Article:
As we predicted a year ago, U.S. companies are heading to Washington hoping to get an exemption from President Trump’s steel tariffs (i.e., taxes imposed on American businesses). It’s a government-induced version of “crony capitalism,” which Business Dictionary describes as, “An economy that is nominally free-market, but allows preferential regulation and other favorable government intervention based on personal relationships.”
The New York Times reported last week: “The Trump administration granted seven companies the first set of exclusions from its metal tariffs this week and rejected requests from 11 other companies, as the Commerce Department began slowly responding to the 20,000 applications that companies have filed for individual products.”
When businesses make these types of requests for exemptions, it is natural to think that a contribution to the PACs or reelection campaign of their elected representatives in Congress and the Senate will help open doors. And they just might.
In addition, companies may look for someone who has access to important people in the administration, such as the U.S. Trade Representative’s office or the Commerce Department. Companies fork over big bucks if lobbyists will plead the company’s case for exemption to people who can make that decision.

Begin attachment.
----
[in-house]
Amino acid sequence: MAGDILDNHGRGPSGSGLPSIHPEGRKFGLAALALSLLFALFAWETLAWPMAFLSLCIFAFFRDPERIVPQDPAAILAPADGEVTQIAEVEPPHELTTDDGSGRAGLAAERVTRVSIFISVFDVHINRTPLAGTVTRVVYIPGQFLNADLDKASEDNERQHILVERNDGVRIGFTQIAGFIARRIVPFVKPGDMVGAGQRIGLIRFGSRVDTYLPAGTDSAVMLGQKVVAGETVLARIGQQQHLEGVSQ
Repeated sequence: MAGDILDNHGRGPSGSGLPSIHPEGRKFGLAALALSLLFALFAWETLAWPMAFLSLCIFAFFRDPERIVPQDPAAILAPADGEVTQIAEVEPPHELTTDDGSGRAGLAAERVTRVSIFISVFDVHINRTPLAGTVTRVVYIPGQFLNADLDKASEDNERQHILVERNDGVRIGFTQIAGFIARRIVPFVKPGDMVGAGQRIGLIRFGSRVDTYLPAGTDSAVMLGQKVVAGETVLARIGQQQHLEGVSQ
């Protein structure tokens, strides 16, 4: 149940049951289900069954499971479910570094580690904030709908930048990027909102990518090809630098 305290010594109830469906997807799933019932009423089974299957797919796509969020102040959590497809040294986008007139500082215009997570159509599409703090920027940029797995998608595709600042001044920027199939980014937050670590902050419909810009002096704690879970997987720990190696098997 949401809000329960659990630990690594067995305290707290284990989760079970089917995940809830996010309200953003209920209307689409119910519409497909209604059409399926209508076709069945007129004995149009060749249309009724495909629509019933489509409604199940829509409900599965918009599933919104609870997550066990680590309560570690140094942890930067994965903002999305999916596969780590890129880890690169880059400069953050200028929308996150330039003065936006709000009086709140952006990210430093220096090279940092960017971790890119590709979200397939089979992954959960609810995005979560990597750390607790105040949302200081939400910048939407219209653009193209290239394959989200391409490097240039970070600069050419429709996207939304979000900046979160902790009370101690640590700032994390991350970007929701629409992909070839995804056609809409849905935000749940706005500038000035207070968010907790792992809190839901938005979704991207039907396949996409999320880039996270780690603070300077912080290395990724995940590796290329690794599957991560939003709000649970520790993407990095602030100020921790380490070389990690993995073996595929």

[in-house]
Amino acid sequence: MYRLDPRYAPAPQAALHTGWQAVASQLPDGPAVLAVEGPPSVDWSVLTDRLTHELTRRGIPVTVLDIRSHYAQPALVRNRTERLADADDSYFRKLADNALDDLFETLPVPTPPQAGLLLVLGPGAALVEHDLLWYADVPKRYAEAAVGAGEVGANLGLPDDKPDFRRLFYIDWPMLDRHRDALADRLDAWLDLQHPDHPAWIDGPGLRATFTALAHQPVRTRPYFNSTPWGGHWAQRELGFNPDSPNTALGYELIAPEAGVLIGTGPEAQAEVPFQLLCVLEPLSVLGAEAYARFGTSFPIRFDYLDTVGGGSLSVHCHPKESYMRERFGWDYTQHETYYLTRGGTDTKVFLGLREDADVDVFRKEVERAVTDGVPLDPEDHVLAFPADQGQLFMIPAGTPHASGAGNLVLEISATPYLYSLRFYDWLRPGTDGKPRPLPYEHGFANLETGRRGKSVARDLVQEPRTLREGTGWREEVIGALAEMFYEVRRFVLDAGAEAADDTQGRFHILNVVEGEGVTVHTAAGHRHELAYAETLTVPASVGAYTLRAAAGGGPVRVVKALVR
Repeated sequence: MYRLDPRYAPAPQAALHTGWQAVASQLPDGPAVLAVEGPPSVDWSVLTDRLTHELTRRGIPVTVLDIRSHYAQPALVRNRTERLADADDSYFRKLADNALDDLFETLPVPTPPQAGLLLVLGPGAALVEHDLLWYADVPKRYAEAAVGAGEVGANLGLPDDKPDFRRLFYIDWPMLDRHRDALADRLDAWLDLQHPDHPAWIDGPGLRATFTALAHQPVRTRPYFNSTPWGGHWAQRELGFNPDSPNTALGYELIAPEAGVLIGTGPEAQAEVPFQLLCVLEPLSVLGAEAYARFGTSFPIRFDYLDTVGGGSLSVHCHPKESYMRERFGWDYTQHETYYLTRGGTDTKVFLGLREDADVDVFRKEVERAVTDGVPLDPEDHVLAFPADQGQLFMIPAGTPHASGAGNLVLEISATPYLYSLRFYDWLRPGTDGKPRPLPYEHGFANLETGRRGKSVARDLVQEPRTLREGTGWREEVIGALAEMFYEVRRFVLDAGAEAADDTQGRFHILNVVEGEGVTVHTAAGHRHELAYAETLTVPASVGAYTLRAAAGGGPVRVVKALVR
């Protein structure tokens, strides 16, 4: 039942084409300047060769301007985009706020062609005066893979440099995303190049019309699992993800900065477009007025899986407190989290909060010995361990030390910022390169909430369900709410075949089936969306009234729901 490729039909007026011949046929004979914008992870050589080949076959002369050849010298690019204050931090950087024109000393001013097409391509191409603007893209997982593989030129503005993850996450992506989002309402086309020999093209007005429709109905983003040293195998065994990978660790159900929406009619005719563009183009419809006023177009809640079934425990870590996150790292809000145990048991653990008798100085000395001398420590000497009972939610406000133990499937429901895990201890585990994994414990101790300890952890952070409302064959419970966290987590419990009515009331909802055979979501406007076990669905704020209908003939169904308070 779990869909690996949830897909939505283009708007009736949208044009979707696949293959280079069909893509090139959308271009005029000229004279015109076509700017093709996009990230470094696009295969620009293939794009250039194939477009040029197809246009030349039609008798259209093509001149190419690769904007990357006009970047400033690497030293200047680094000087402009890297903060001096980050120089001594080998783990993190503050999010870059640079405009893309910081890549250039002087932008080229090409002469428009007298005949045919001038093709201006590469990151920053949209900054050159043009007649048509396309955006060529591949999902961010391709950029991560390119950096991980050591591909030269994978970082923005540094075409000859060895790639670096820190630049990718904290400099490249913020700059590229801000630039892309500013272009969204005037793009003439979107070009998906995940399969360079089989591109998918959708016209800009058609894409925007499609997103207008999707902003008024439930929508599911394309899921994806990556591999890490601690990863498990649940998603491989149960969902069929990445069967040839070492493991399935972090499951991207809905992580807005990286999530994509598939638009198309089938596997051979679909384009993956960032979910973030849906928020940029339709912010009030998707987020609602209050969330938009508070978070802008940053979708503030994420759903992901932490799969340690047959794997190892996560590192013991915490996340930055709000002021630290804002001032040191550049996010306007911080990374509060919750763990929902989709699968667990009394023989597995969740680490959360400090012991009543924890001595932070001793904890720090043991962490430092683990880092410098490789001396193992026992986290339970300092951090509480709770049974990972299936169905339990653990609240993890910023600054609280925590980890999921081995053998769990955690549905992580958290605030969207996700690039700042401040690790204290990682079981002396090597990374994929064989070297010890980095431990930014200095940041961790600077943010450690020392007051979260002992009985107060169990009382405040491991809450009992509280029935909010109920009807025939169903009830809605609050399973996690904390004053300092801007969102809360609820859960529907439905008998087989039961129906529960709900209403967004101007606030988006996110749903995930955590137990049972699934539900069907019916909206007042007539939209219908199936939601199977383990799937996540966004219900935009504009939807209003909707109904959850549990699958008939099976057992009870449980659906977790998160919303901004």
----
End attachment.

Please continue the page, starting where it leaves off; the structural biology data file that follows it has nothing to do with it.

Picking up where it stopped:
And with 20,000 applications pouring in so far, that’s a lot of companies looking for access—and money possibly changing hands.
But the process isn’t limited to companies seeking exemptions. Other companies lobby the government against their competitors, hoping to gain a business advantage. The Times article points out:
Nucor, an American steel company that has supported the tariffs, argued against Bekaert’s [a steel wire maker] request for an exclusion for wire rod that it uses to produce cord that goes in tires. Nucor said Bekaert had access to enough of the rod without requiring an exclusion.
In fairness to the companies seeking an exemption, the government is the driving force behind this crony capitalism, as companies try to protect their business. This is Washington at its very worst, and in this case it is all government induced.